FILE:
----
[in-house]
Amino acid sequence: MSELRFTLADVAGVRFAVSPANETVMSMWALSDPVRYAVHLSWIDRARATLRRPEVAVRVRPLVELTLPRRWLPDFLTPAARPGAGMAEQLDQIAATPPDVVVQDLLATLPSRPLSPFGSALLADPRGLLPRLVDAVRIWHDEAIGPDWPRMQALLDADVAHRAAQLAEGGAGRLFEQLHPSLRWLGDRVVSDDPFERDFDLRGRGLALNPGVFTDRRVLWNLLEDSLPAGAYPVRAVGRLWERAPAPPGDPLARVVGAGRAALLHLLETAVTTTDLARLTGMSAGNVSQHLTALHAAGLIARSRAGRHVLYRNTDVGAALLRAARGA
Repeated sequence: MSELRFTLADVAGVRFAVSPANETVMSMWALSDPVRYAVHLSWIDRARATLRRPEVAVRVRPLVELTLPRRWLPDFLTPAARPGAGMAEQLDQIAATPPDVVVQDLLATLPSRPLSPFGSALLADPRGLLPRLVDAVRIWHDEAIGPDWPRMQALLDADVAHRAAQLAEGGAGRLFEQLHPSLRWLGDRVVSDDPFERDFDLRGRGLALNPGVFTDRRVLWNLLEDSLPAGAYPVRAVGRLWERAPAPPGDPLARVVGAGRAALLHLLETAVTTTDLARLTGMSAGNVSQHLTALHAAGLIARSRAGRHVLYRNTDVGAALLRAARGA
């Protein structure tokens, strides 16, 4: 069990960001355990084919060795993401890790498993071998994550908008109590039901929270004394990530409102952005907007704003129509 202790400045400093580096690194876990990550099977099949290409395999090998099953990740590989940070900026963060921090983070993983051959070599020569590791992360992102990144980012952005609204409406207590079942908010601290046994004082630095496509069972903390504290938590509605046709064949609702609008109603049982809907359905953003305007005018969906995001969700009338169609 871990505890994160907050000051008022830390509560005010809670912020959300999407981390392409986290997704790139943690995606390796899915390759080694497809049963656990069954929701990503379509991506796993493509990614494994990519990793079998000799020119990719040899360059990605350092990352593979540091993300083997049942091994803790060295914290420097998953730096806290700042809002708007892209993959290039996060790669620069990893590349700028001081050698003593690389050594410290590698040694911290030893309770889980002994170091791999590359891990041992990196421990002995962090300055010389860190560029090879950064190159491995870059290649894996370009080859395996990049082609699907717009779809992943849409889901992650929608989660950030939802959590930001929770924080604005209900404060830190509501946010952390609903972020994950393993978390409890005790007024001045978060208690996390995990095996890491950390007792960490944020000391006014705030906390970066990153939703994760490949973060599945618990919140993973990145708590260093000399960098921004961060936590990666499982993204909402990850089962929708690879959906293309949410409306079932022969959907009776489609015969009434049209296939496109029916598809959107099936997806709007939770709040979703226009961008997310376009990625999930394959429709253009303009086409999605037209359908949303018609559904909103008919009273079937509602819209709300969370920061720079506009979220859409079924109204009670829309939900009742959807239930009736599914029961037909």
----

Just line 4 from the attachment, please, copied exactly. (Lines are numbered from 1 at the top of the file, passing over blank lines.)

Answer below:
């Protein structure tokens, strides 16, 4: 069990960001355990084919060795993401890790498993071998994550908008109590039901929270004394990530409102952005907007704003129509 202790400045400093580096690194876990990550099977099949290409395999090998099953990740590989940070900026963060921090983070993983051959070599020569590791992360992102990144980012952005609204409406207590079942908010601290046994004082630095496509069972903390504290938590509605046709064949609702609008109603049982809907359905953003305007005018969906995001969700009338169609 871990505890994160907050000051008022830390509560005010809670912020959300999407981390392409986290997704790139943690995606390796899915390759080694497809049963656990069954929701990503379509991506796993493509990614494994990519990793079998000799020119990719040899360059990605350092990352593979540091993300083997049942091994803790060295914290420097998953730096806290700042809002708007892209993959290039996060790669620069990893590349700028001081050698003593690389050594410290590698040694911290030893309770889980002994170091791999590359891990041992990196421990002995962090300055010389860190560029090879950064190159491995870059290649894996370009080859395996990049082609699907717009779809992943849409889901992650929608989660950030939802959590930001929770924080604005209900404060830190509501946010952390609903972020994950393993978390409890005790007024001045978060208690996390995990095996890491950390007792960490944020000391006014705030906390970066990153939703994760490949973060599945618990919140993973990145708590260093000399960098921004961060936590990666499982993204909402990850089962929708690879959906293309949410409306079932022969959907009776489609015969009434049209296939496109029916598809959107099936997806709007939770709040979703226009961008997310376009990625999930394959429709253009303009086409999605037209359908949303018609559904909103008919009273079937509602819209709300969370920061720079506009979220859409079924109204009670829309939900009742959807239930009736599914029961037909």